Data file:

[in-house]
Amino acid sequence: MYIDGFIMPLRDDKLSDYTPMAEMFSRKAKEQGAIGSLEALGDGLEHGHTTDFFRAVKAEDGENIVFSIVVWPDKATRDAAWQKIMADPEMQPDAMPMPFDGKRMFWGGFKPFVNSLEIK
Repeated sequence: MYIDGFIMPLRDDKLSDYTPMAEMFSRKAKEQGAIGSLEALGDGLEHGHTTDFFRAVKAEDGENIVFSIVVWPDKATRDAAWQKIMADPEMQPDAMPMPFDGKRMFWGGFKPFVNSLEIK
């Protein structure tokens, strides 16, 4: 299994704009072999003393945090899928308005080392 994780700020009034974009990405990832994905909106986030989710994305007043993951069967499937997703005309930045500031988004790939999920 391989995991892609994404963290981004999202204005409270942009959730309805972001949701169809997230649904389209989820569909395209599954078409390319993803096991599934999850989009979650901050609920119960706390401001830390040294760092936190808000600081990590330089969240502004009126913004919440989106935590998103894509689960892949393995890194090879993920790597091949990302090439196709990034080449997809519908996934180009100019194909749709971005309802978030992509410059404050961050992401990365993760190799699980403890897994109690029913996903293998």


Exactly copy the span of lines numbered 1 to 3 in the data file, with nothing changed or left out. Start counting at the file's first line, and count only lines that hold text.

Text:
[in-house]
Amino acid sequence: MYIDGFIMPLRDDKLSDYTPMAEMFSRKAKEQGAIGSLEALGDGLEHGHTTDFFRAVKAEDGENIVFSIVVWPDKATRDAAWQKIMADPEMQPDAMPMPFDGKRMFWGGFKPFVNSLEIK
Repeated sequence: MYIDGFIMPLRDDKLSDYTPMAEMFSRKAKEQGAIGSLEALGDGLEHGHTTDFFRAVKAEDGENIVFSIVVWPDKATRDAAWQKIMADPEMQPDAMPMPFDGKRMFWGGFKPFVNSLEIK